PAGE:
For example, when conditions are favorable for an ice age in the northern hemisphere, they’re not favorable for one in the southern hemisphere. How could the Milankovitch Cycles cause a global change in climate then? Also, Milankovitch cycles can only account for a temperature difference of 1° to 2°. How is it possible then that sediment records show temperature differences of 7° to 10°? The 100,000 yr cycle is dominant in the record, yet it has the weakest astronomical effect; moreover, in the record, it doesn’t always occur at 100,000 years - ranges from 80,000 to 125,000. How can these variances be explained? Until they are – most astronomers won’t embrace the theory.

Adding to that, in the paper ‘A Causality Problem for Milankovitch”, Daniel B. Karner and Richard A. Muller from the Dept. of Physics, University of California, note an earlier paper by W. Broeker (1992) ‘Upset for Milankovitch Theory’ – in which he discussed a troublesome new measurement. That is, oxygen isotope data from a cave in Nevada called ‘Devils’ Hole’ appeared to show that the timing of the penultimate termination of the ice ages- called ‘Termination II’ – was incompatible with the standard Milankovitch theory (cf. Winograd et al, Science, Vol. 258, p. 255; Ludwig et al, Science, Vol. 258, p. 284)

The data indicated a shift in (delta 16) to interglacial values that was essentially complete by 135 thousand years ago (ka). But at this time, the Northern Hemisphere summer insolation had not yet warmed to the point at which it should have triggered anything extraordinary, let alone a glacial termination. The termination event appeared to precede its cause.

Though the Milankovitchites attempted valiantly to rebut this, as the authors noted, the “causality” problem remained and it was really all an (initially) skeptical community needed to keep the Milankovitch theory from being cemented into standard celestial mechanics. Too many loose ends!

Worse, the Devils Hole data had not been the first to indicate a problem. As far back as 1974,Bloom et al. (Quatr. Research, Vol. 4, p.185) had suggested that sea level had reached a high point, from melting glacial waters, by as early as 142 ka. Their work was based on U-Th ages of coral terraces from the Huon Peninsula in Papua New Guinea. These results were not used when Imbrie et al. (‘Milankovitch and Climate – Part I’, Doredrecht Reidel)) created the SPECMAP template, the most widely used model for explaining how insolation could drive ice age cycles. Instead, Imbrie et al. set the termination at 127 ±6 ka, based on radiometric dates from Barbados corals by Mesolella et al. (J. Geology, Vol. 77, p. 250) and Shackleton and Matthews (‘Nature’, Vol. 6, p. 445)

All of the above provides just enough ‘ammunition’ to those already skeptical – to justify their resistance to Milankovitch theory and to preventing supporters from nudging it into text books (like evolutionists seek to prevent ID’ers)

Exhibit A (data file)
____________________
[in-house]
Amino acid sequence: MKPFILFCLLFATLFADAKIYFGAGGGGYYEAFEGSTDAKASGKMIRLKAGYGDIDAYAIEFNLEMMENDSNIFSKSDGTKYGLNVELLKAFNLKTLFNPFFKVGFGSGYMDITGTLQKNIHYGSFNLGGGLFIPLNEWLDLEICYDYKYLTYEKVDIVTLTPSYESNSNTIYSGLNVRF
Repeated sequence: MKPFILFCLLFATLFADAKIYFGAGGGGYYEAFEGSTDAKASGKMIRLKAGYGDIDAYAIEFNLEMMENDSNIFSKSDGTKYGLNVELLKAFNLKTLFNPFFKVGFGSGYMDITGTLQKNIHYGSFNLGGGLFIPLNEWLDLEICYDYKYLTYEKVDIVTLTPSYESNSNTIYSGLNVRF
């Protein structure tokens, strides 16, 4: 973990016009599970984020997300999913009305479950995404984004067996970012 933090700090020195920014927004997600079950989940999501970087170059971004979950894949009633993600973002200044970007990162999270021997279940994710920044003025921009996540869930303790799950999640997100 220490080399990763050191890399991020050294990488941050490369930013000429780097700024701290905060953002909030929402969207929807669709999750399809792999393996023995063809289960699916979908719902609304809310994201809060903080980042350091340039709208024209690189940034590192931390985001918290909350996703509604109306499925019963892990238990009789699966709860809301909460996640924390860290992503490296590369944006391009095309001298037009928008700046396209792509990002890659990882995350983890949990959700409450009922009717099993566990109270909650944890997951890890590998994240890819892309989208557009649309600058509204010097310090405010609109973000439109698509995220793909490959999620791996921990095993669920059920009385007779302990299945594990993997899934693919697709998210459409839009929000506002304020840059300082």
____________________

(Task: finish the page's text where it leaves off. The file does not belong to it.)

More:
This is reinforced by the fact that most astronomers’ prevailing skepticism is fuelled by the lack of a precise dynamic time scale, which would make it possible to test the match between the supposed cycles recorded in ocean sediments and the Milankovitch cycles calculated on the basis of the Earth's orbit in standard celestial mechanics. Until this is done, the Milankovitch theory will rightly not be regarded as a part of legitimate celestial mechanics – but rather a marginal or fringe spinoff.

While the cycles with periods near 100,000 years, 41,000 years, and 23,000 years, based on sediment data are intriguing – they don’t get an astronomer’s blood boiling. They merely show circumstantial evidence for the claim. Ultimately, the claim has to be tested and verified in space – to get an astronomer to invest credulity.

Theoretically, at least, there is more than enough Earth orbital data right now to be able to make solid predictions. The trick is to be able to make testable predictions, and then, meld those into a coherent theory of exactly how the orbital forcing occurs and what it does.

A first start would be using sophisticated numerical simulations – piping in the orbital (a, e, i, pi etc.) elements and their perturbations claimed by the Milankovitch crew. Thus, use standard equations of celestial mechanics (e.g. Kepler’s equation, n(t – T) = E – e sin E) and show that the assumed changes actually occur in space. Show that 100,000 yrs. from now Earth will be in such and such predicted position (according to the Milankovitch theory), and ditto for the 41,000 year scale, and so on. Capture these graphics, then publish them.

Interestingly, this was exactly the method used by space physicists to make their case for accepting dynamo processes as applicable to solar flares! Years of work finally paid off, when the most elaborate numerical simulations could no longer be disputed.

When all that happens, the Milankovitch theory may finally be embraced by the key segment of the astronomical community for which it would matter most: astrometry and celestial mechanics. This might be like the space physics community (at least part of it!) was finally embraced by the solar physics community after yrs. of squabbles..

One can, of course, look on these turf battles and territorial defense mechanisms as “immature” and unbefitting science – but scientists are human too. They want to protect what they have, what they have fought for – and not surrender turf without a good fight. If the Milankovitch lot are up for that, their "theory" may finally find its place in standard celestial mechanics text books – maybe in the next fifty yrs. Maybe earlier.

We will see.